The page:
Evgeni Malkin: Perhaps it's the fact that Malkin plays on the same team as Crosby that he is not fully appreciated, but he is still widely considered as one of the game's elite talents. Like Crosby, Malkin has dealt with some injuries over the years. In fact, Malkin hasn't managed to put a full season together over the last five. He missed 22 games in 2013-14, but still put up 72 points. The big Russian center is only two years removed from winning the Hart and Art Ross Trophies. He has 632 points in 518 career games, all with Pittsburgh, and carries one of the highest cap hits in the NHL at $9.5 million per season. If Malkin can stay healthy, there's no reason to believe he won't rack up more individual awards by the time his time in the NHL is done. How he adjusts to not having James Neal on his wing may be interesting as Malkin has started to look more and more like a pass-first center, but he did fine before Neal got to Pittsburgh and likely will continue wreaking havoc on opposing defenses. How he was acquired: 2004 NHL Entry Draft, first round, second overall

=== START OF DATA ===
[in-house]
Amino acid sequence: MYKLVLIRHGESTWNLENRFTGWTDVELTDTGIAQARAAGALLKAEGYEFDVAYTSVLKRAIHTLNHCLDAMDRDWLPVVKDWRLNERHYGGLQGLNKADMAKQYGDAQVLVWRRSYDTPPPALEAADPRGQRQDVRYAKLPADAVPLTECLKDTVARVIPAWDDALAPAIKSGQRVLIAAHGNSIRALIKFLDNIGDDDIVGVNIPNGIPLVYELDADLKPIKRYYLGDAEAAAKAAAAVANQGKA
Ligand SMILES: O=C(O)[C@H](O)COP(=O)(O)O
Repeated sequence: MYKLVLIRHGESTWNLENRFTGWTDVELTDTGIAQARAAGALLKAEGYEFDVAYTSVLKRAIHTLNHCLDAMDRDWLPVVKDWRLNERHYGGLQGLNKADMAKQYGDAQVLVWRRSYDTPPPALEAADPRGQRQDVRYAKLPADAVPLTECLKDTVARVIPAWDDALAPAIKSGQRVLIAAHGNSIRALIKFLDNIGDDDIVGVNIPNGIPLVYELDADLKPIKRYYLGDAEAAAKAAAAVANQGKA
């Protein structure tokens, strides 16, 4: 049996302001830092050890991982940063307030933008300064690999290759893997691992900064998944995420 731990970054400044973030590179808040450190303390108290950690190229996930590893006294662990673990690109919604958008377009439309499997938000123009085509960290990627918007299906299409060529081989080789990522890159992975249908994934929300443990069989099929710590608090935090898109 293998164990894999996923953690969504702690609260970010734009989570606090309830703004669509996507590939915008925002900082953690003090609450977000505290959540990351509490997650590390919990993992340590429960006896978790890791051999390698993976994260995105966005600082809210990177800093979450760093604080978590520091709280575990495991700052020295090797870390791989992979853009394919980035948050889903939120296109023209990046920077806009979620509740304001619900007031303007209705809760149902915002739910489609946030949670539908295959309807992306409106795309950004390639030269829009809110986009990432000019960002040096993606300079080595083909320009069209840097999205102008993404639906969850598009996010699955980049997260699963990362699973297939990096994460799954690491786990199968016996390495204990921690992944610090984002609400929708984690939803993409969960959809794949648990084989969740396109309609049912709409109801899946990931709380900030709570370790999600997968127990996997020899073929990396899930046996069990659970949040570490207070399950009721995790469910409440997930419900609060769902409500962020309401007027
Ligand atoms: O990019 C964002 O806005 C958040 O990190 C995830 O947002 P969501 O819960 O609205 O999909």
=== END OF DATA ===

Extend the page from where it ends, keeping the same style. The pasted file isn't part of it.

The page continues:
Kris Letang: The Penguins really have been bitten by the injury bug, but it took one of its scariest turns when Letang was diagnosed as having suffered a stroke last season. He missed all but 37 regular-season games and managed to make a rather miraculous comeback despite such a scary situation. It was good to see Letang back and in good health as he has become one of the better puck-moving defensemen in the league over his career. In his last full season, which was 2010-11, he had 50 points in 82 games. The following year he put up a staggering 42 in 51 contests and was better than a point-per-game player in 35 games during the lockout shortened 2012-13 season. Letang has 231 points in 422 career games, having spent his entire career with the Penguins. There are definitely some concerns defensively, but Letang's skill goes a long way in helping the Pens win the possession battle, which is also good for defensive purposes. The veteran defenseman's new eight-year, $58 million contract kicks in this year with an annual cap hit of $7.25 million. It's an expensive deal, but Letang is the linchpin of Pittsburgh's blue line and will be for years to come. How he was acquired: 2005 NHL Entry Draft, third round, 62nd overall